Note: The following reactions did not meet the criterion for inclusion in Table 4 but were reported by 2% to 4% of adult patients receiving MAS ER with a higher incidence than patients receiving placebo in this study: infection, photosensitivity reaction, constipation, tooth disorder (e.g. teeth clenching, tooth infection), emotional lability, libido decreased, somnolence, speech disorder (e.g., stuttering, excessive speech), palpitation, twitching, dyspnea, sweating, dysmenorrhea, and impotence.

Adverse Reactions From Clinical Trials And Spontaneous Postmarketing Reports Of Other Amphetamine Products

The following adverse reactions are from clinical trials and spontaneous postmarketing reports of other amphetamine products in pediatric patients and adults with ADHD. Because some of these reactions were reported voluntarily from a population of uncertain size, it is not always possible to estimate their frequency reliably or to establish a causal relationship to drug exposure.

Cardiovascular: Palpitations, sudden death, myocardial infarction. There have been isolated reports of cardiomyopathy associated with chronic amphetamine use.

Central Nervous System: Restlessness, irritability, euphoria, dyskinesia, dysphoria, depression, tremor, aggression, anger, logorrhea, and paresthesia (including formication).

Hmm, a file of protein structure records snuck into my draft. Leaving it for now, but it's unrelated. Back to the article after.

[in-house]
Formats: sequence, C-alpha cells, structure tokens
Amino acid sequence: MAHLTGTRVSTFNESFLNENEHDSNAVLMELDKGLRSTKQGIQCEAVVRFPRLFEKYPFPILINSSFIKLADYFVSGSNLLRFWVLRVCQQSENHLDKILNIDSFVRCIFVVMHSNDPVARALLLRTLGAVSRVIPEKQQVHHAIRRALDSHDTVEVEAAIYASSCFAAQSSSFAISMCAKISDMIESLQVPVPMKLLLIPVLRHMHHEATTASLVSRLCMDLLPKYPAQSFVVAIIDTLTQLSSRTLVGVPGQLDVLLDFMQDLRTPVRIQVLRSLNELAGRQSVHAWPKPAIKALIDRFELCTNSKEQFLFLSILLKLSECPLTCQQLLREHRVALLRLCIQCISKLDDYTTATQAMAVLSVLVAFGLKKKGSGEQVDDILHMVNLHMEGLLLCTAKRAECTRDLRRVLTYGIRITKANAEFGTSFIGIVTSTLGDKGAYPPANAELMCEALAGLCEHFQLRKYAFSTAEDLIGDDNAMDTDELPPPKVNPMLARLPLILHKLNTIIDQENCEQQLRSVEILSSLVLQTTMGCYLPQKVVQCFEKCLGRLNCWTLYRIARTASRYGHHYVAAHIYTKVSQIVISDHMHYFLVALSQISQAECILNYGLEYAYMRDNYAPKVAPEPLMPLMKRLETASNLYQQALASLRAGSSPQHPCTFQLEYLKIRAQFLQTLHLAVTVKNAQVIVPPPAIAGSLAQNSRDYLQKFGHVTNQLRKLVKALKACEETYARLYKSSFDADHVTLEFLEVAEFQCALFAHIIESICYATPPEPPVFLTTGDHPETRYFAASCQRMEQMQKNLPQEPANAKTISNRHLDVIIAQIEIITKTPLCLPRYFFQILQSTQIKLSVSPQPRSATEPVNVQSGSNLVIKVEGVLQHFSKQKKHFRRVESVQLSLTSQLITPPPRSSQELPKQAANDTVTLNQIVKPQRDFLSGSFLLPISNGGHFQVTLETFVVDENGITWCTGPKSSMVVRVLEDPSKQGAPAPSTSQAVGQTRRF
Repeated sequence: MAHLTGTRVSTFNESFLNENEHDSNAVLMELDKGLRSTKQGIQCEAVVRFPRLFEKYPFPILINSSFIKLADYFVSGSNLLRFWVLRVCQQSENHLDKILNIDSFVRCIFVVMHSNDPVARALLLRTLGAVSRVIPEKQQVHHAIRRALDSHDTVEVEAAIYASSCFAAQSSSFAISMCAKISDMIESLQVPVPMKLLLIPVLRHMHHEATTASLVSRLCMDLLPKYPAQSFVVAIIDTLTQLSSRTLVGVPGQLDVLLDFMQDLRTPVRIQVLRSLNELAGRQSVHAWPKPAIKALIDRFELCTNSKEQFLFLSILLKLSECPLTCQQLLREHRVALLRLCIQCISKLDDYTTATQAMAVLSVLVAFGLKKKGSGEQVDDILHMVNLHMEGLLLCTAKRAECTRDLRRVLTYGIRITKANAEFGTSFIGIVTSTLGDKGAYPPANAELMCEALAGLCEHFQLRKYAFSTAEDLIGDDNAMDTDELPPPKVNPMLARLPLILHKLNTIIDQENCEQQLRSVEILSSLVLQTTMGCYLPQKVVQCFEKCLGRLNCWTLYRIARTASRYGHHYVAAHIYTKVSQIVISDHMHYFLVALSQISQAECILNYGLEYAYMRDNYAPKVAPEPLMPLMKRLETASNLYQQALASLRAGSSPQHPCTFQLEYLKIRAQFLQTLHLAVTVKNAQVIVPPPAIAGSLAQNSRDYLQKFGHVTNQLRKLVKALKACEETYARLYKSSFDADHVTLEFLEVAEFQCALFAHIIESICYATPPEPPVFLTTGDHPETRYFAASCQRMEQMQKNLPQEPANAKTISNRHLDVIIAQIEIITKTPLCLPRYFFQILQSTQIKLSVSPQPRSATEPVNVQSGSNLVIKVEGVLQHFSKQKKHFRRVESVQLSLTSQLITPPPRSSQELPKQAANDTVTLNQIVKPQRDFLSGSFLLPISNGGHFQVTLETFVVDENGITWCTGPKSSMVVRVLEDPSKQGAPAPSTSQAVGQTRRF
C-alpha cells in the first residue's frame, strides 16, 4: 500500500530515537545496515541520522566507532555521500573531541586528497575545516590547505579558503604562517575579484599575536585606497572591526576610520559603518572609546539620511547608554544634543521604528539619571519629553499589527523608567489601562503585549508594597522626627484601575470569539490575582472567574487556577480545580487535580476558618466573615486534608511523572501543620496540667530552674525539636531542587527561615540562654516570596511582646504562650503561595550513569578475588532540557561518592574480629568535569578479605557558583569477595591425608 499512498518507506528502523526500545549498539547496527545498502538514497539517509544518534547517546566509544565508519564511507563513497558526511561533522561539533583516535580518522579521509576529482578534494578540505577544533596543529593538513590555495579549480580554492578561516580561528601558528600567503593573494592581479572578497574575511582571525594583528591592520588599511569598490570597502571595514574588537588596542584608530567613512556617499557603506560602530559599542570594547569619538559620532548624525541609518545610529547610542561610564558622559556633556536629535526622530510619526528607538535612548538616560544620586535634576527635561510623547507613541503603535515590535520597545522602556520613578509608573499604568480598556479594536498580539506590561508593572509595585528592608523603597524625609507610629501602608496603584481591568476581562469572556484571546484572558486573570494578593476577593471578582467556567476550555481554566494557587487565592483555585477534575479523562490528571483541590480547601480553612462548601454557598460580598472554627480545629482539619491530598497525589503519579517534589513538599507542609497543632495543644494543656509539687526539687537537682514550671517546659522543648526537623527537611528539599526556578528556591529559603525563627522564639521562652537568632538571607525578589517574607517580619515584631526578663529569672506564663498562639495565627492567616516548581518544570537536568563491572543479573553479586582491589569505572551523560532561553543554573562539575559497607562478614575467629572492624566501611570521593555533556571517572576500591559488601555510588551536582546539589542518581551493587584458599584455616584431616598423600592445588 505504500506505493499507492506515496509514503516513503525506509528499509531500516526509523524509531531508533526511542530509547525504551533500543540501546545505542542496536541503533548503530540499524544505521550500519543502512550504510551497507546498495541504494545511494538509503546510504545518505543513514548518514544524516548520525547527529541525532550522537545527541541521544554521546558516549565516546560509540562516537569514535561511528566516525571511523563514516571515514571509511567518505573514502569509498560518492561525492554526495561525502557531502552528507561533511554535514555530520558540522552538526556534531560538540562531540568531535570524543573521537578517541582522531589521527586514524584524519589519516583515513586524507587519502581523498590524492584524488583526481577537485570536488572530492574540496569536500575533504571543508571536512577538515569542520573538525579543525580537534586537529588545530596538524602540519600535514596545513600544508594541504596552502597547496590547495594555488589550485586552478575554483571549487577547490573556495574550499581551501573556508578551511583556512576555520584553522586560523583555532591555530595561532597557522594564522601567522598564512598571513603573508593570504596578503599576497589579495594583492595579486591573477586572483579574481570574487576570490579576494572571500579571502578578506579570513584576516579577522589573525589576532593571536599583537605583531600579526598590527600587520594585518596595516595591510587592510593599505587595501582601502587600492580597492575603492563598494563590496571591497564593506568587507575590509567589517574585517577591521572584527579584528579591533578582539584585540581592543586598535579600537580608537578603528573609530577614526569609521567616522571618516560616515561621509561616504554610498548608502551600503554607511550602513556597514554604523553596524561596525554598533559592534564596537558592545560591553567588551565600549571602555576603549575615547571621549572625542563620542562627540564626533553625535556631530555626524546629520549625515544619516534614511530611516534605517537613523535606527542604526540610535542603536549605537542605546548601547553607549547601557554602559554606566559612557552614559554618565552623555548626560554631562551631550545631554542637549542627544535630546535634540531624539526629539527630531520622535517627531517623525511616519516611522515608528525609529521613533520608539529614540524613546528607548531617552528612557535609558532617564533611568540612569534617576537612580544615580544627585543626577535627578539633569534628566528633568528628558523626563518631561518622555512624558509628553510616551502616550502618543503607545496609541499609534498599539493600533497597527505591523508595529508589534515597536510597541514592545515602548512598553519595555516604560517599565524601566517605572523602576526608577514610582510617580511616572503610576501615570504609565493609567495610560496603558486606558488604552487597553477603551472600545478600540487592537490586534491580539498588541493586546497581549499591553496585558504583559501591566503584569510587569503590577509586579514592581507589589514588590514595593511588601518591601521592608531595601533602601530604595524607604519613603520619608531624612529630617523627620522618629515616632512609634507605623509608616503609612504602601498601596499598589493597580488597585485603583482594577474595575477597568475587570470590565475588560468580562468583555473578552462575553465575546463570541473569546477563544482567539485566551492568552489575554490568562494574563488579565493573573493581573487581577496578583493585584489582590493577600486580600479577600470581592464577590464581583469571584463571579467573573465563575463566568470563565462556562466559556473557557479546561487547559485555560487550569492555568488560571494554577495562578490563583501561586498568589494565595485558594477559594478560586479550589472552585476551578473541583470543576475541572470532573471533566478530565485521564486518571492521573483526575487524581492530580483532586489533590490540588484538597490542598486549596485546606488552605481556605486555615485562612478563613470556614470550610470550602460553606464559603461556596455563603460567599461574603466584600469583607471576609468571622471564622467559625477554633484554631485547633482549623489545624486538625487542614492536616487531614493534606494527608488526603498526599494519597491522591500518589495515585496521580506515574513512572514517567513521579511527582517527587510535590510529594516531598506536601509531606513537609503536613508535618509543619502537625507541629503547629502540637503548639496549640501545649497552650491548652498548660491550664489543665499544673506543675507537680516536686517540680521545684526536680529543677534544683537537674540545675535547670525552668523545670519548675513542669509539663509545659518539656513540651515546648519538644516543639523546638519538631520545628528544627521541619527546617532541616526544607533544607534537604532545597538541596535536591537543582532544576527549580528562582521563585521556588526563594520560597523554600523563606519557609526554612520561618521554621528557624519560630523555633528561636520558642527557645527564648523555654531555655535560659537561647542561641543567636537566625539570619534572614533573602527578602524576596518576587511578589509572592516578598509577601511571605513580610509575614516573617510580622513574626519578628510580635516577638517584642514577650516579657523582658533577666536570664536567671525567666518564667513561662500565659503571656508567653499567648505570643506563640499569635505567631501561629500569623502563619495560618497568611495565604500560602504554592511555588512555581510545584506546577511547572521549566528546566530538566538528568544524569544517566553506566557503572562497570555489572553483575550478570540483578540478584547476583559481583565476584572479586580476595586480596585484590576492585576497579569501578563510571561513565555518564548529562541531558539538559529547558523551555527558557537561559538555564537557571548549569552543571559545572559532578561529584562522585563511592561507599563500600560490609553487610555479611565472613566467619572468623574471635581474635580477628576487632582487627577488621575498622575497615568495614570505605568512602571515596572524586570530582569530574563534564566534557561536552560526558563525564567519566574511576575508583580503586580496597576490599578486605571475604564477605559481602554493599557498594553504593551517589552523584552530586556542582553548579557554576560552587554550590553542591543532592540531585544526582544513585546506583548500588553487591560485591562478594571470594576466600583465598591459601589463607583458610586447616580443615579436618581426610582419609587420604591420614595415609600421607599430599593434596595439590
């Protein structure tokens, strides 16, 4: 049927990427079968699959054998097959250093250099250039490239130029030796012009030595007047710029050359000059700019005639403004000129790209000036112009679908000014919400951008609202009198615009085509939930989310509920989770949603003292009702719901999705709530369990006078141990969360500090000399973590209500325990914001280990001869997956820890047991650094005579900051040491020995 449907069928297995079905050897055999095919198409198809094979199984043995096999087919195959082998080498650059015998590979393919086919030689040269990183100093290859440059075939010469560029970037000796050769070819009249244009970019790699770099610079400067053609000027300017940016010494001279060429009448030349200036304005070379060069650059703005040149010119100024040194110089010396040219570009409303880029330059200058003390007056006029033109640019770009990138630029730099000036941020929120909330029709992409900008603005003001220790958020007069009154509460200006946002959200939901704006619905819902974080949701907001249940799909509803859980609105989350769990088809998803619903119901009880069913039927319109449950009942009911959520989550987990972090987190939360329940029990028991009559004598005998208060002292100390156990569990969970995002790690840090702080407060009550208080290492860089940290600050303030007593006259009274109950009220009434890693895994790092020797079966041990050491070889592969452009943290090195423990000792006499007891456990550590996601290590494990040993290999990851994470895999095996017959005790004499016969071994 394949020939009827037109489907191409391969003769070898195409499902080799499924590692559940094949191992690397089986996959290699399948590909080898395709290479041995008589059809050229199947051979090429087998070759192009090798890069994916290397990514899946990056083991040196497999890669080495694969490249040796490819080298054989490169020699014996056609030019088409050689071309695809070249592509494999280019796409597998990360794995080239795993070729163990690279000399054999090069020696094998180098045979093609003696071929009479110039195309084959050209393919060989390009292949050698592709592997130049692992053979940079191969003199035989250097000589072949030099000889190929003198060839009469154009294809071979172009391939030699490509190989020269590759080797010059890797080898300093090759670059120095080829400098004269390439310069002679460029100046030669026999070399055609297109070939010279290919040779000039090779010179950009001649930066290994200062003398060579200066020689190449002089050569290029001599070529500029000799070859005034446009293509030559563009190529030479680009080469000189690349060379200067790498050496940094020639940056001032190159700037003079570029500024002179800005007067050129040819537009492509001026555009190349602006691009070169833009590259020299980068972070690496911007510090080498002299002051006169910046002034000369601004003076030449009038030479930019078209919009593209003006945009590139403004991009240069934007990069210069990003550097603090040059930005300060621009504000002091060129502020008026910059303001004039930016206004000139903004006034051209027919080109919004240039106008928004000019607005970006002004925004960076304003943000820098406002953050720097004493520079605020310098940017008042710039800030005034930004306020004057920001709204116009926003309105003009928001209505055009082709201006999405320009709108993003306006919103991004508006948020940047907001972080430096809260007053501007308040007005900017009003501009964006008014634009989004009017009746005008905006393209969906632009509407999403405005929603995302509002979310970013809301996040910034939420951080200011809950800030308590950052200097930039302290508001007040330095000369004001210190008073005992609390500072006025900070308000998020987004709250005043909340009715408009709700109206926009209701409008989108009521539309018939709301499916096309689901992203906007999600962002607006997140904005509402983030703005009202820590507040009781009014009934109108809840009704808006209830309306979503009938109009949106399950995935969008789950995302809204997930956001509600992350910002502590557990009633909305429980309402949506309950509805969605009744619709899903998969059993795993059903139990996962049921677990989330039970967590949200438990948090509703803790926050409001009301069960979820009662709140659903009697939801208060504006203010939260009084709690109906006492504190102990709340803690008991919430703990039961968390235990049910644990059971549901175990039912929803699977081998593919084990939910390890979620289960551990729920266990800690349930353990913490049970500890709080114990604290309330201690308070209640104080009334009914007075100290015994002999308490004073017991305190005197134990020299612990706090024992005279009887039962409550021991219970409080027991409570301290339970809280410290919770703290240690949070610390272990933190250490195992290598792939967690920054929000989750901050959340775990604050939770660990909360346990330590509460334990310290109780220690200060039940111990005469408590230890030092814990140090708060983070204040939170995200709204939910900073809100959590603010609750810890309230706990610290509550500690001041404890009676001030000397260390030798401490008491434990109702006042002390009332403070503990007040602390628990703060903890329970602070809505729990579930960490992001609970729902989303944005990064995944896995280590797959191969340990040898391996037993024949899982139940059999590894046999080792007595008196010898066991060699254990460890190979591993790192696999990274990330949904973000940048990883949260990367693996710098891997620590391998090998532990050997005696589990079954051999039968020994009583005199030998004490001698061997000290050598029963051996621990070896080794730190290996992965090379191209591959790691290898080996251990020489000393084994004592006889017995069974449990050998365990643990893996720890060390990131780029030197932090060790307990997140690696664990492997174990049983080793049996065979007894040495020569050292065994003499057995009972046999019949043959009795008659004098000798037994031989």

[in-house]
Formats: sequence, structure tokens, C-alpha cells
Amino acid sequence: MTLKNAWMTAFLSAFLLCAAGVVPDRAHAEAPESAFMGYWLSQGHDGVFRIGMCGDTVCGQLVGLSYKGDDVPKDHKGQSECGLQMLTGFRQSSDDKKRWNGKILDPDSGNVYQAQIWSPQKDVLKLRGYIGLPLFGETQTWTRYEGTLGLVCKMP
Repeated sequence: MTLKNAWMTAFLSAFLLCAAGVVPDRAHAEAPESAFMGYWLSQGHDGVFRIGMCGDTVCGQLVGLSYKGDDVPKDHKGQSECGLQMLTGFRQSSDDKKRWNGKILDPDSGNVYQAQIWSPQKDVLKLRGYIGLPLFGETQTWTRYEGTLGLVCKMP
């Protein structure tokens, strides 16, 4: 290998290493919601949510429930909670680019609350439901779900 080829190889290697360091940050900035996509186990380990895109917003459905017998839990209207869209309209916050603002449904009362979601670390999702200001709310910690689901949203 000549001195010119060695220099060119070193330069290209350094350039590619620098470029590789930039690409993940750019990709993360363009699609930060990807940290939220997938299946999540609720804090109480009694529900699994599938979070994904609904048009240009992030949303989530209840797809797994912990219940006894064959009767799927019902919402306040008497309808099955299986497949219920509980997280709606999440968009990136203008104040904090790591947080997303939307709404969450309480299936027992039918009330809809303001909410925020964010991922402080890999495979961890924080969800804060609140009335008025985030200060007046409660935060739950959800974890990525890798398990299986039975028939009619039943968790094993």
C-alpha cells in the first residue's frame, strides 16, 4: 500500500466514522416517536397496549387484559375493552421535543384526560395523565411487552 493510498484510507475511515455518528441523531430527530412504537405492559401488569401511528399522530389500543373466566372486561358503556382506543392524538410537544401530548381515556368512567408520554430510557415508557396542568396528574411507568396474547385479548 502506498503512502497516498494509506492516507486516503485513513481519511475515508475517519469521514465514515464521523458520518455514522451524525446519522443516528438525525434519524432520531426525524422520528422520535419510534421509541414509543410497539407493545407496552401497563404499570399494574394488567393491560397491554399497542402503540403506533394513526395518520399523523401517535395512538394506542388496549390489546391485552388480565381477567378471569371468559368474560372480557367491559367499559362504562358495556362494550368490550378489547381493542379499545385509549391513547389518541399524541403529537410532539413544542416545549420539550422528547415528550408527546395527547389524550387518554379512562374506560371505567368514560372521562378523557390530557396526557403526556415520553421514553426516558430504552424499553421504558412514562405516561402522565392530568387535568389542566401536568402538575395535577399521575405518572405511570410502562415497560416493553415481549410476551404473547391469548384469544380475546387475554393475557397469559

Eye Disorders: Vision blurred, mydriasis.

Gastrointestinal: Unpleasant taste, constipation, other gastrointestinal disturbances.

Allergic: Urticaria, rash, hypersensitivity reactions including angioedema and anaphylaxis.

Serious skin rashes, including Stevens-Johnson Syndrome and toxic epidermal necrolysis have been reported.

Endocrine: Impotence, change in libido, frequent or prolonged erections.

Skin: Alopecia.

Musculoskeletal, Connective Tissue, and Bone Disorders: Rhabdomyolysis.

Psychiatric Disorders: Dermatillomania, bruxism.

Vascular Disorders: Raynaud’s phenomenon

Read the entire FDA prescribing information for Adzenys ER (Amphetamine Extended-Release Oral Suspension)

SLIDESHOW

ADHD Symptoms in Children See Slideshow
Related Resources for Adzenys ER

© Adzenys ER Patient Information is supplied by Cerner Multum, Inc. and Adzenys ER Consumer information is supplied by First Databank, Inc., used under license and subject to their respective copyrights.

Health Solutions From Our Sponsors

CONTINUE SCROLLING FOR RELATED SLIDESHOW